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Topic: Latin America (Read 32108 times)
China's growing presence in Central America
Reply #100 on:
July 01, 2013, 04:59:29 PM »
China's growing economic activity and diplomatic involvement in Central America show Beijing strengthening its ties with the region, despite the United States' historical dominance there. The current presence of the Chinese government and corporations is relatively small, and Chinese strategy in Central America does not immediately threaten U.S. economic and political power in those countries. In the long term, however, China intends to use steadily increasing trade and investment to obtain access to Central America's emerging markets and gain political allies.
China's strategy in Latin America seeks to fulfill three principal interests: securing resources abroad to maintain domestic economic growth, encouraging nations to recognize China instead of Taiwan and opening new markets for Chinese goods. For example, these objectives define the Chinese relationship with Venezuela. China has invested billions of dollars in joint ventures for oil extraction and maintained political recognition from Venezuela, while its trade relations with that country have flourished.
Central America's relationship with China differs from this because of its relative resource scarcity and deeply rooted political and economic connections to the United States. This lack of energy or mineral resources has led Chinese firms and diplomats to focus more on bilateral trade and political recognition.
The favorable geographic characteristics of the narrow Central American isthmus separating the Pacific and Atlantic oceans also stoked interest from Chinese representatives, among others, in constructing an alternate transit route to the Panama Canal. A proposed canal in Nicaragua, which has been envisioned for more than a century, would connect Nicaragua's Caribbean and Pacific coasts. In June, the Nicaraguan legislature approved a $40 billion proposal by a Hong Kong-based company to construct it. The company's owner said construction would begin in 2014 and end in 2020. The planned canal would be 286 kilometers (178 miles) long and allow ships displacing 400,000 tons to pass. Private Chinese companies have also expressed interest in studying the feasibility of proposed railroads between the Caribbean and Pacific coasts of Honduras and Colombia as alternatives to shipping cargo through the Panama Canal.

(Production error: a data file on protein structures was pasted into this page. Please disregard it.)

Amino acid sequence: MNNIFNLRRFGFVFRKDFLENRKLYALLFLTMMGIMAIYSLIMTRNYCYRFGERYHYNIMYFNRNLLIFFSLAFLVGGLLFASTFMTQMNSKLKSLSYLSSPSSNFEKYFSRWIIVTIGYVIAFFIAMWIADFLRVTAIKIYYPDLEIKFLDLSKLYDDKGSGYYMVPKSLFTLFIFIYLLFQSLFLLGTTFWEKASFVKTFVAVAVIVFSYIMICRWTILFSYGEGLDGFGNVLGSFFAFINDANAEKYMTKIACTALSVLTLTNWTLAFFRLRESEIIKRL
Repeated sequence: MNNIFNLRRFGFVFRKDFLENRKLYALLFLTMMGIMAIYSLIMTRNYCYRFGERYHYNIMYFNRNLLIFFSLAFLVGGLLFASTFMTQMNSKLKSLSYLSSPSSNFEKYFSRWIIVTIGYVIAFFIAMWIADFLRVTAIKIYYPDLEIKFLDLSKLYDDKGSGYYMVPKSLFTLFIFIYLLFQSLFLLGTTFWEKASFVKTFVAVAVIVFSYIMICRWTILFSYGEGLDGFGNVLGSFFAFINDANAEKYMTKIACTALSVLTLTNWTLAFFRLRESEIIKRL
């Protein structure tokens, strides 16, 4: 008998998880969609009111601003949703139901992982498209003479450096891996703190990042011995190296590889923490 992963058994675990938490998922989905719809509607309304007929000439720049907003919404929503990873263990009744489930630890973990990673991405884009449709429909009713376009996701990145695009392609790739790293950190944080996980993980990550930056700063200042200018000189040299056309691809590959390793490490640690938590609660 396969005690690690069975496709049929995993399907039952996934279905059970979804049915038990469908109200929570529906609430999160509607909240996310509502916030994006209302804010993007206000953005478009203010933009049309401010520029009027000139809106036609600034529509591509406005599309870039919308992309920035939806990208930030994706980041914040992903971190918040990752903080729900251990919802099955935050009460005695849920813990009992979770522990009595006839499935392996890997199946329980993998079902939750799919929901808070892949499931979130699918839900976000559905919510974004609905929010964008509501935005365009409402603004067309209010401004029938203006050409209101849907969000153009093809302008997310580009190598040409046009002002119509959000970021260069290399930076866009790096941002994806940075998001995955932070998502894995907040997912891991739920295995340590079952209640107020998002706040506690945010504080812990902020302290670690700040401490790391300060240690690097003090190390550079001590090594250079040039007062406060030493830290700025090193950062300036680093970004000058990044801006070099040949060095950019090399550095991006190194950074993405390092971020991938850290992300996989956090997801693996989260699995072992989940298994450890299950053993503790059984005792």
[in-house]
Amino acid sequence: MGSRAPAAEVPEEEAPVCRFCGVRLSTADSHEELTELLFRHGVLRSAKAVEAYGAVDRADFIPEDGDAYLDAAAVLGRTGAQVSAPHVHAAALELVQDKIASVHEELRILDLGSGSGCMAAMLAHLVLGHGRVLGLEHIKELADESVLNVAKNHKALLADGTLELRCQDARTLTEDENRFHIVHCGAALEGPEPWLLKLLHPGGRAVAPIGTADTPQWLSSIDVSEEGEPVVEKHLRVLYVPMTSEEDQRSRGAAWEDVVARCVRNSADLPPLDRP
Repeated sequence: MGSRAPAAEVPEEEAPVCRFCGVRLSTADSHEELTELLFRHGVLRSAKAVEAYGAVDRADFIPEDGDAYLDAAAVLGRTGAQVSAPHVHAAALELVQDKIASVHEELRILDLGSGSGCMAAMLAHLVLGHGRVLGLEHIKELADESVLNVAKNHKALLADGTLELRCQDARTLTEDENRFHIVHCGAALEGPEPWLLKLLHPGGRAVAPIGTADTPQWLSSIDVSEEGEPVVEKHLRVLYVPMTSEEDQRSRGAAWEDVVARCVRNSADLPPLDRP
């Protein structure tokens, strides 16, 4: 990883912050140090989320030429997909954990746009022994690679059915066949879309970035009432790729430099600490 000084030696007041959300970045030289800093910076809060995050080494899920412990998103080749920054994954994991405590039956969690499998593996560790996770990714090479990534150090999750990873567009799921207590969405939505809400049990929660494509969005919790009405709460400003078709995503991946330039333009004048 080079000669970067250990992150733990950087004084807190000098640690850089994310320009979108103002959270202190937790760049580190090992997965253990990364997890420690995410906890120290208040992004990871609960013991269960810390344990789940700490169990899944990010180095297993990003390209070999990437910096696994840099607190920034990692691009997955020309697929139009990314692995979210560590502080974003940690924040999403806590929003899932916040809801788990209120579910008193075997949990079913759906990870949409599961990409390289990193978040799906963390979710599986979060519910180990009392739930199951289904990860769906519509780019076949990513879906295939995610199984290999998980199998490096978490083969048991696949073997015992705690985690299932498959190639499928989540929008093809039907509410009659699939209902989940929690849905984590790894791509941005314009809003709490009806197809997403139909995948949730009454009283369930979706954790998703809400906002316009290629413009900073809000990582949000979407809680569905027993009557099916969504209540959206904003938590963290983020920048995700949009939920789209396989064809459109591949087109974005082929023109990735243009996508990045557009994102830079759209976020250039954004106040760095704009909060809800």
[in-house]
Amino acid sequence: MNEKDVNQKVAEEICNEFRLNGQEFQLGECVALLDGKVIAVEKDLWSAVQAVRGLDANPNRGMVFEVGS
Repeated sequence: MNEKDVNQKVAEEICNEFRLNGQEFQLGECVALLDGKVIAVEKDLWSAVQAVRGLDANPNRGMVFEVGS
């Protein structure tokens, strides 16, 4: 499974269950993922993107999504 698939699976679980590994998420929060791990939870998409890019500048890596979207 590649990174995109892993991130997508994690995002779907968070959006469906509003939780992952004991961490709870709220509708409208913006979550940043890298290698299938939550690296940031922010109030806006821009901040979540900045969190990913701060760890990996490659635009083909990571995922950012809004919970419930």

Despite reports of China's involvement in significant infrastructure projects, recognition of China and expanded trade remain the dominant issues in its relationship with Central America. China increased its trade with the region and obtained political recognition from Costa Rica by providing states with public works and economic incentives. In 2007, for example, China incentivized Costa Rica to expel Taiwanese diplomats and recognize China by offering the country a $130 million aid package and purchasing $300 million in Costa Rican bonds. Central America's relative poverty and lack of infrastructure make recognition of China a lucrative decision for regional leaders seeking financial aid. China has also increased its economic presence in Central American states more than Taiwan has, with China's exports to all nations there outpacing those of Taiwan. Costa Rica remains the only regional country to date that recognizes China, but Honduras previously expressed interest in reversing its recognition of Taiwan.